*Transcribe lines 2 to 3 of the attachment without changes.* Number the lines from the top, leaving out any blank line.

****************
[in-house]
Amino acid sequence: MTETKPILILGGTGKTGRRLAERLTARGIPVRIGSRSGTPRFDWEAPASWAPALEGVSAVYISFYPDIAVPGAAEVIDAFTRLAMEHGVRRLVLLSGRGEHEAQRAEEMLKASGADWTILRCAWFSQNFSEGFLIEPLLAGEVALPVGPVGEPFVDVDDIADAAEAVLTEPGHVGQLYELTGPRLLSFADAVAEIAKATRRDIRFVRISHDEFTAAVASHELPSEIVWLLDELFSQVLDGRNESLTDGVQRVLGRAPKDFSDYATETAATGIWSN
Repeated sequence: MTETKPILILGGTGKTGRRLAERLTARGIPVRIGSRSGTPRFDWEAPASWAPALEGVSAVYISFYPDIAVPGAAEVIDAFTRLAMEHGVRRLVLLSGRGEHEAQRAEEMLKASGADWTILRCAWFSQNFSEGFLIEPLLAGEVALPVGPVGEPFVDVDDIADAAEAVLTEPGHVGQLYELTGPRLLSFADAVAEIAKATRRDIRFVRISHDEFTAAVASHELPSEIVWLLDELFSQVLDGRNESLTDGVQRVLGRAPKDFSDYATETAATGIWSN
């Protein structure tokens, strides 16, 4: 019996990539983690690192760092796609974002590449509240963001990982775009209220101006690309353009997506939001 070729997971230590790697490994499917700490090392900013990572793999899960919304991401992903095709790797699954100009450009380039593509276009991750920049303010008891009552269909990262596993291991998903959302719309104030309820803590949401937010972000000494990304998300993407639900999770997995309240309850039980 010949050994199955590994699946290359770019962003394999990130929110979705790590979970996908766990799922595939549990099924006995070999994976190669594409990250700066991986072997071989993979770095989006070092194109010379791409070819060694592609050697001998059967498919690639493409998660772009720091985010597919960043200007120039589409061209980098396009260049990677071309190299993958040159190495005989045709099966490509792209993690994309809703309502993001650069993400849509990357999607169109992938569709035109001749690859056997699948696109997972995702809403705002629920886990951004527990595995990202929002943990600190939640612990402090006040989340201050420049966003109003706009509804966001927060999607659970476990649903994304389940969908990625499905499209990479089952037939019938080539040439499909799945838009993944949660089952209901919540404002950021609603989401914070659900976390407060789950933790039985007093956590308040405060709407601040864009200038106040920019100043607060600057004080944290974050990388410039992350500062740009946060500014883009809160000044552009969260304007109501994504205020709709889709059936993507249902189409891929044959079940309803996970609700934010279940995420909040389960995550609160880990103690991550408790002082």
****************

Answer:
Amino acid sequence: MTETKPILILGGTGKTGRRLAERLTARGIPVRIGSRSGTPRFDWEAPASWAPALEGVSAVYISFYPDIAVPGAAEVIDAFTRLAMEHGVRRLVLLSGRGEHEAQRAEEMLKASGADWTILRCAWFSQNFSEGFLIEPLLAGEVALPVGPVGEPFVDVDDIADAAEAVLTEPGHVGQLYELTGPRLLSFADAVAEIAKATRRDIRFVRISHDEFTAAVASHELPSEIVWLLDELFSQVLDGRNESLTDGVQRVLGRAPKDFSDYATETAATGIWSN
Repeated sequence: MTETKPILILGGTGKTGRRLAERLTARGIPVRIGSRSGTPRFDWEAPASWAPALEGVSAVYISFYPDIAVPGAAEVIDAFTRLAMEHGVRRLVLLSGRGEHEAQRAEEMLKASGADWTILRCAWFSQNFSEGFLIEPLLAGEVALPVGPVGEPFVDVDDIADAAEAVLTEPGHVGQLYELTGPRLLSFADAVAEIAKATRRDIRFVRISHDEFTAAVASHELPSEIVWLLDELFSQVLDGRNESLTDGVQRVLGRAPKDFSDYATETAATGIWSN